An experimental drug to fight Alzheimer's disease, called solanezumab, failed in a major clinical trial, the US pharmaceutical giant Eli Lilly said, as experts called the results "disappointing."
"Solanezumab did not meet the primary endpoint in the EXPEDITION 3 clinical trial, a phase 3 study of solanezumab in people with mild dementia due to Alzheimer's disease," said a statement.
Those treated with the drug "did not experience a statistically significant slowing in cognitive decline compared to patients treated with placebo."
Eli Lilly said it will abandon attempts to get regulatory approval for the drug as a treatment for mild dementia.
"The results of the solanezumab EXPEDITION 3 trial were not what we had hoped for and we are disappointed for the millions of people waiting for a potential disease-modifying treatment for Alzheimer's disease," said John Lechleiter, the company's chief executive officer.
Eli Lilly had said in July that intermediate results were promising.
"After positive news last summer, we had high hopes for this drug to become the first to slow down Alzheimer's disease," said Jeremy Hughes, chief executive of the Alzheimer's Society.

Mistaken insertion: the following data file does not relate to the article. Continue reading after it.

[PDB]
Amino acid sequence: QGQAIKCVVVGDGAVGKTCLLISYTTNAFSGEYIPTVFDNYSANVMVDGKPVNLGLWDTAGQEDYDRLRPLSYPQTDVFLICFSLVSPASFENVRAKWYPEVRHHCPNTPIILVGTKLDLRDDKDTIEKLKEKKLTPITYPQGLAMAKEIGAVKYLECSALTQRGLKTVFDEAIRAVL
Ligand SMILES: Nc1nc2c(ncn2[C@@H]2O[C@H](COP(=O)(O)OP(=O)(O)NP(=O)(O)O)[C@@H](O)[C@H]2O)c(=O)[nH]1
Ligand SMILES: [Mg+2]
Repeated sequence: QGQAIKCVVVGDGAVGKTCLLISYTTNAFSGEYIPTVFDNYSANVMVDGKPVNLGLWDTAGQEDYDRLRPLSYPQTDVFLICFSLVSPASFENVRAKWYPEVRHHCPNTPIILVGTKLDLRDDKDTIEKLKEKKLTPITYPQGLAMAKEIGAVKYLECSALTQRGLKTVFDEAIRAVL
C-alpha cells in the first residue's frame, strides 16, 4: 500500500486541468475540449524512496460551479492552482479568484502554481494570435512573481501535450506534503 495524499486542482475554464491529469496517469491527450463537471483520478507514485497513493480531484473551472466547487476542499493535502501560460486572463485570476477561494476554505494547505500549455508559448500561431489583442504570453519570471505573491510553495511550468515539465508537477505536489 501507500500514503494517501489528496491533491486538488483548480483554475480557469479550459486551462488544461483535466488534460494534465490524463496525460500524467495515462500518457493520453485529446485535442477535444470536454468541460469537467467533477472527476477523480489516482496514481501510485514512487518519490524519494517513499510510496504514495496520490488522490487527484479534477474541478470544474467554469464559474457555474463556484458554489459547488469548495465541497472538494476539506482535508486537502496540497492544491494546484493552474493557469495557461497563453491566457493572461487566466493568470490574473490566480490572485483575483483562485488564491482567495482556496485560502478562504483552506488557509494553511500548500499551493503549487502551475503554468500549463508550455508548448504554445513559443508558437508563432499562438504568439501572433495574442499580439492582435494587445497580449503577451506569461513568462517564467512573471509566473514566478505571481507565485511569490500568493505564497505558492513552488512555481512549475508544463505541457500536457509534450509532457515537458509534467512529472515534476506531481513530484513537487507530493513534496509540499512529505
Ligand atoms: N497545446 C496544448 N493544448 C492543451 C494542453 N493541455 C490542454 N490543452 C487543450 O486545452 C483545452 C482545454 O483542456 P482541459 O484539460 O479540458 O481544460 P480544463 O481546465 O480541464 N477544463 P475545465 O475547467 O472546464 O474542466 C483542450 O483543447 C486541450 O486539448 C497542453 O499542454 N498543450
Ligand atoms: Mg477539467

"It's extremely disappointing to learn that it hasn't delivered a meaningful change for people living with dementia, when the need is clearly so great."
Alzheimer's Research UK's David Reynolds said, it has been nearly 15 years since a drug for Alzheimer's made it to market.
"Sadly, over 99 percent of clinical trials for new Alzheimer's drugs have failed since then," he wrote in a blog post.
"To be successful in clinical trials, new Alzheimer's drugs need to show benefits for memory and thinking that outweigh any effect of a placebo or 'dummy' treatment," he added.
"Sadly, no drug has yet overcome this hurdle and solanezumab has also fallen short."
None of the treatments available have been able to stop dementia.
The World Health Organization says, 36 million people worldwide suffer from dementia.
The number of cases is expected to reach more than 65 million by 2030 and triple to 115 million by 2050.